Longitudinal Invariance of Measurement and Structure of Global Self-Concept: A Population-Based Study Examining Trajectories Among Adolescents With and Without Chronic Illness


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Abstract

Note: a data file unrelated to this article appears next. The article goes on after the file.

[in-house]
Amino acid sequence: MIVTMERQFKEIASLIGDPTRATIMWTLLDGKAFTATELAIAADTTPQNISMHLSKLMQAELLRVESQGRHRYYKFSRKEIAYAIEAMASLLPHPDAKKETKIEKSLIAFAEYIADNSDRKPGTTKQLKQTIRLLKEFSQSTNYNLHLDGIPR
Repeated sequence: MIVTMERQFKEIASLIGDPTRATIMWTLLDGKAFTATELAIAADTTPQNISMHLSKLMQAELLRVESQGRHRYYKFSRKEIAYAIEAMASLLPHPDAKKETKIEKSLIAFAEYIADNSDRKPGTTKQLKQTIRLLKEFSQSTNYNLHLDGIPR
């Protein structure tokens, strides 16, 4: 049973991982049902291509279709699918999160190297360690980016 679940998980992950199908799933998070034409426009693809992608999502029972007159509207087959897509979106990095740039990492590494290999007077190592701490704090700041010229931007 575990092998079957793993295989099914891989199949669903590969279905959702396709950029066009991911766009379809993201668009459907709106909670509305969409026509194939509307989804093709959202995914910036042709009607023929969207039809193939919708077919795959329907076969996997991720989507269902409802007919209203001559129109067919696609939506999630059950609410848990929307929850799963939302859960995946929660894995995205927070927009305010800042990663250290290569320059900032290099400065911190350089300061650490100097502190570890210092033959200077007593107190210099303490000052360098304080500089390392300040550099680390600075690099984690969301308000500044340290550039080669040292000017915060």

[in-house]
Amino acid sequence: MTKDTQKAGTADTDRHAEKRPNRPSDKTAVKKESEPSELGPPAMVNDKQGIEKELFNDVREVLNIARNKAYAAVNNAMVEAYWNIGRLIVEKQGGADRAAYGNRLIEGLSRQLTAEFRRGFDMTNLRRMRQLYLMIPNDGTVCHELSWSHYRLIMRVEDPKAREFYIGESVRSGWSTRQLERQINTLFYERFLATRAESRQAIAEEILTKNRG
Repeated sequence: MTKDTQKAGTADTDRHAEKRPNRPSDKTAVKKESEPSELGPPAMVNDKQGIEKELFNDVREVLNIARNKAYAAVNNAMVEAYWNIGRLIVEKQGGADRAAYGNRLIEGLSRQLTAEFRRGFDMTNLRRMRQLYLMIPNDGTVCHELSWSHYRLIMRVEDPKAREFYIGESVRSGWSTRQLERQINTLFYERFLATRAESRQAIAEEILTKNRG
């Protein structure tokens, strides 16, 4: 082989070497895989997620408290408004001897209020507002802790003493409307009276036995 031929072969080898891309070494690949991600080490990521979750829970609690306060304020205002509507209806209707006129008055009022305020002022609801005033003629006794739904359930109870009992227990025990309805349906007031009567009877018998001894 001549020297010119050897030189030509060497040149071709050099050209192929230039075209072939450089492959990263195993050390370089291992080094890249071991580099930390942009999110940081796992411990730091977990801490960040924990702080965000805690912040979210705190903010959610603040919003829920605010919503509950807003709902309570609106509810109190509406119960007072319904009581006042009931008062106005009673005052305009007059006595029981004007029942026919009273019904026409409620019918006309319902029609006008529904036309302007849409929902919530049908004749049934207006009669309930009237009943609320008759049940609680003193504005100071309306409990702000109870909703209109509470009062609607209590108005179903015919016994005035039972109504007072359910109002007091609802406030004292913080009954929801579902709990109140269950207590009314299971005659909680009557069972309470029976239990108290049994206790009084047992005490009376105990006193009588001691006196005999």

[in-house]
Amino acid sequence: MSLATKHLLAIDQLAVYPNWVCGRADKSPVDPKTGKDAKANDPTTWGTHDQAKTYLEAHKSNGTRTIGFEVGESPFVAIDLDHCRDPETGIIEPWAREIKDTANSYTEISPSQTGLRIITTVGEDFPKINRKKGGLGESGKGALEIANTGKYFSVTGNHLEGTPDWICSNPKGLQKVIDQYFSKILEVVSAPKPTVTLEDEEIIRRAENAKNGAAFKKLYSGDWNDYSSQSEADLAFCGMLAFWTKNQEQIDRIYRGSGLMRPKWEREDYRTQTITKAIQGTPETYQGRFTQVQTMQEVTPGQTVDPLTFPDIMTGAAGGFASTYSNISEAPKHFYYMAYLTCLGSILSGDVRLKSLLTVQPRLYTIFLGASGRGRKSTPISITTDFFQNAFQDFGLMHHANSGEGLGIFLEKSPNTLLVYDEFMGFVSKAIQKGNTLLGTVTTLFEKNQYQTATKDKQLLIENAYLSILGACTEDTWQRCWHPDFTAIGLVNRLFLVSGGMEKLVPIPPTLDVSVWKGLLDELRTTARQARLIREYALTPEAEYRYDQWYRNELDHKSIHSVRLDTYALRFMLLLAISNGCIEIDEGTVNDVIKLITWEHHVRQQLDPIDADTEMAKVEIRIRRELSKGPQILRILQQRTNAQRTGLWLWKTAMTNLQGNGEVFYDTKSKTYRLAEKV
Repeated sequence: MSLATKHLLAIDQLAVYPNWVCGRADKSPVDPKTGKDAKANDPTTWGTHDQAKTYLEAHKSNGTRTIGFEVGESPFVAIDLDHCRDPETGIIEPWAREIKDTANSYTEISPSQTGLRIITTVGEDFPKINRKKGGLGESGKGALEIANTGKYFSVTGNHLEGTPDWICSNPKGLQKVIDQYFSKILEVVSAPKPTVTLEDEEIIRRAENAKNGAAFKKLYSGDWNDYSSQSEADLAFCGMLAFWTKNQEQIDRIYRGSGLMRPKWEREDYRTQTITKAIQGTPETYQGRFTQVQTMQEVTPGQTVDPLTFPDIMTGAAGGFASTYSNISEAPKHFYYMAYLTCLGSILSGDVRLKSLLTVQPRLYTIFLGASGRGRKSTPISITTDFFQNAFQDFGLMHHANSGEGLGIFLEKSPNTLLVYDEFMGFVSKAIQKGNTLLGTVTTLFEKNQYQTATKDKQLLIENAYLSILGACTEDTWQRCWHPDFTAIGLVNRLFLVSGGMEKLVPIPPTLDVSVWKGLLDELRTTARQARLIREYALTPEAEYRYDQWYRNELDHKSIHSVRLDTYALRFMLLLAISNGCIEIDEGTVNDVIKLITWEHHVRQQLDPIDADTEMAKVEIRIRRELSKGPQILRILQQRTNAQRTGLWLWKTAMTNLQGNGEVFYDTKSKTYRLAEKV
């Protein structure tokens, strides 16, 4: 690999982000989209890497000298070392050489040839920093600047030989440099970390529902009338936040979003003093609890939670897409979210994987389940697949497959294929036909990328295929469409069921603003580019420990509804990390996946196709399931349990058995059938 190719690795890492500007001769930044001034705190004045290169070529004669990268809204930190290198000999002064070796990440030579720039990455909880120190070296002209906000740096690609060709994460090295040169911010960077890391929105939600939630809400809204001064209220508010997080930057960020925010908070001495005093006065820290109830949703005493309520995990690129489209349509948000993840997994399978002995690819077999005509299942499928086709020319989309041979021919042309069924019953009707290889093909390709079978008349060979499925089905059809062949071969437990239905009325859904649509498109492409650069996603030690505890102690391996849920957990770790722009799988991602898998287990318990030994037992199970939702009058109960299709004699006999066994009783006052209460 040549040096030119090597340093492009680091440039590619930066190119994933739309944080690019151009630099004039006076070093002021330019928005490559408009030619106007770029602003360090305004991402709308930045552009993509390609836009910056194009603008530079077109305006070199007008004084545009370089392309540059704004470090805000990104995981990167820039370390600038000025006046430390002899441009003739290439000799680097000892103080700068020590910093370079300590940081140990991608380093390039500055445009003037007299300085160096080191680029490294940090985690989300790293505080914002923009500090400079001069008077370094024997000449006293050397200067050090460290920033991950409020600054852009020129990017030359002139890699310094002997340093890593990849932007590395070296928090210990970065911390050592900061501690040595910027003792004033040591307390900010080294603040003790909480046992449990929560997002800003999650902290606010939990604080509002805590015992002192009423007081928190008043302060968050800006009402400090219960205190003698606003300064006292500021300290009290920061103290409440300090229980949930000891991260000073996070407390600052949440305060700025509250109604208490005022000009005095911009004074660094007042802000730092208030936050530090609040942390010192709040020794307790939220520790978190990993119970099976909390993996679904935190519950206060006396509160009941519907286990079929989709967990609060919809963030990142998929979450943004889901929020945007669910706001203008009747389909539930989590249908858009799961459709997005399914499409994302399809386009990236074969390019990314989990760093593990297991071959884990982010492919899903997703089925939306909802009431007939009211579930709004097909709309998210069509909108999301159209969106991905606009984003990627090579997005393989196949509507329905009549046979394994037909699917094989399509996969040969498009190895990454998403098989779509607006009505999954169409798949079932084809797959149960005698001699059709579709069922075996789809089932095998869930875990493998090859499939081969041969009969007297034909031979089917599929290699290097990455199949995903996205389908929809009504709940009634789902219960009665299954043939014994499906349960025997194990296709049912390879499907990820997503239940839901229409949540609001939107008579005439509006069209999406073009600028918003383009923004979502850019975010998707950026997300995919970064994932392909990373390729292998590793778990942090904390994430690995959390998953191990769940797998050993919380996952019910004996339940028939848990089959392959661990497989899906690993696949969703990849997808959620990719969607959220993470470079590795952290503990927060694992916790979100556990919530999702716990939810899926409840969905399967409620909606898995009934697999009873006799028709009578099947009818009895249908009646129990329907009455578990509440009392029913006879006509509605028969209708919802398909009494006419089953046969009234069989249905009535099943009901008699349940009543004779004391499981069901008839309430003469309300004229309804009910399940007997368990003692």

Objective The objectives of this study were to determine whether a measure of global self-concept demonstrated longitudinal measurement invariance between adolescents aged 10–19 years with and without chronic illness and to document differences in their global self-concept trajectories over time. Methods Data were obtained from the National Longitudinal Survey of Children and Youth (N = 10,064). Global self-concept was measured using a scale based on the Self-Determination Questionnaire. Results 16 percent of adolescents had chronic illness. There was evidence of partial longitudinal invariance in global self-concept between adolescents with and without chronic illness. Controlling for sociodemographic characteristics, adolescents with a chronic illness exhibited lower levels of global self-concept and more precipitous declines over time. Conclusions The results from this study suggest that comparisons of global self-concept between adolescents with and without chronic illness are meaningful and, compared to healthy controls, adolescents with chronic illness are at risk for low global self-concept.

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